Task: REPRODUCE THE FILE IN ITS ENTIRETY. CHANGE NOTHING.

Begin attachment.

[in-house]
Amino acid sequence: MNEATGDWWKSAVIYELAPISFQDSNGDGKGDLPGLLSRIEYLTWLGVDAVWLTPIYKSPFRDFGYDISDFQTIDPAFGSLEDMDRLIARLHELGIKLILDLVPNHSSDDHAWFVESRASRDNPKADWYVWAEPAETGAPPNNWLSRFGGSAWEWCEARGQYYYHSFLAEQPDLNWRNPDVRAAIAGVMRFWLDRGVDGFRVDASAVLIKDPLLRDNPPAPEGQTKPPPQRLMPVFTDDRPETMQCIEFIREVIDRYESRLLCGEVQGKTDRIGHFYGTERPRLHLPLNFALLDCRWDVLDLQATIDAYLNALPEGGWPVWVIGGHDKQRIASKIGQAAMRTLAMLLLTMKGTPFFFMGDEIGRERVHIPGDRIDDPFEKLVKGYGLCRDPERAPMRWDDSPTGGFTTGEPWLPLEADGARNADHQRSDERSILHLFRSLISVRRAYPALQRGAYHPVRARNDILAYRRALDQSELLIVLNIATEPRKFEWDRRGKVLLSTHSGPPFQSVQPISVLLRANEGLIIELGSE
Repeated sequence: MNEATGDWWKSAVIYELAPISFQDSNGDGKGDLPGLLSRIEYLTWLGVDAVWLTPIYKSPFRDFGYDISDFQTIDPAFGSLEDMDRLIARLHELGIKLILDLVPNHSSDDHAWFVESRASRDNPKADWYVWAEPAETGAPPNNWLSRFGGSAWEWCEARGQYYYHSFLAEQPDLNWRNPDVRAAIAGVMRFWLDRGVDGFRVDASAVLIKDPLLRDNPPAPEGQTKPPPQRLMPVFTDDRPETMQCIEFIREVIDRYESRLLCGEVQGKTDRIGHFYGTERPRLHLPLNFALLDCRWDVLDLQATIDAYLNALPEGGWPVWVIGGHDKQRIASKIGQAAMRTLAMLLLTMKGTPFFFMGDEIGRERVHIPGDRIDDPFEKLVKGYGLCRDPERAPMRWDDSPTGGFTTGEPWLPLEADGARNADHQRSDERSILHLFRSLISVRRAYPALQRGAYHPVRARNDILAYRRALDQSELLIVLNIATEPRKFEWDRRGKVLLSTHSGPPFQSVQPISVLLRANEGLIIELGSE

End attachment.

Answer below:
[in-house]
Amino acid sequence: MNEATGDWWKSAVIYELAPISFQDSNGDGKGDLPGLLSRIEYLTWLGVDAVWLTPIYKSPFRDFGYDISDFQTIDPAFGSLEDMDRLIARLHELGIKLILDLVPNHSSDDHAWFVESRASRDNPKADWYVWAEPAETGAPPNNWLSRFGGSAWEWCEARGQYYYHSFLAEQPDLNWRNPDVRAAIAGVMRFWLDRGVDGFRVDASAVLIKDPLLRDNPPAPEGQTKPPPQRLMPVFTDDRPETMQCIEFIREVIDRYESRLLCGEVQGKTDRIGHFYGTERPRLHLPLNFALLDCRWDVLDLQATIDAYLNALPEGGWPVWVIGGHDKQRIASKIGQAAMRTLAMLLLTMKGTPFFFMGDEIGRERVHIPGDRIDDPFEKLVKGYGLCRDPERAPMRWDDSPTGGFTTGEPWLPLEADGARNADHQRSDERSILHLFRSLISVRRAYPALQRGAYHPVRARNDILAYRRALDQSELLIVLNIATEPRKFEWDRRGKVLLSTHSGPPFQSVQPISVLLRANEGLIIELGSE
Repeated sequence: MNEATGDWWKSAVIYELAPISFQDSNGDGKGDLPGLLSRIEYLTWLGVDAVWLTPIYKSPFRDFGYDISDFQTIDPAFGSLEDMDRLIARLHELGIKLILDLVPNHSSDDHAWFVESRASRDNPKADWYVWAEPAETGAPPNNWLSRFGGSAWEWCEARGQYYYHSFLAEQPDLNWRNPDVRAAIAGVMRFWLDRGVDGFRVDASAVLIKDPLLRDNPPAPEGQTKPPPQRLMPVFTDDRPETMQCIEFIREVIDRYESRLLCGEVQGKTDRIGHFYGTERPRLHLPLNFALLDCRWDVLDLQATIDAYLNALPEGGWPVWVIGGHDKQRIASKIGQAAMRTLAMLLLTMKGTPFFFMGDEIGRERVHIPGDRIDDPFEKLVKGYGLCRDPERAPMRWDDSPTGGFTTGEPWLPLEADGARNADHQRSDERSILHLFRSLISVRRAYPALQRGAYHPVRARNDILAYRRALDQSELLIVLNIATEPRKFEWDRRGKVLLSTHSGPPFQSVQPISVLLRANEGLIIELGSE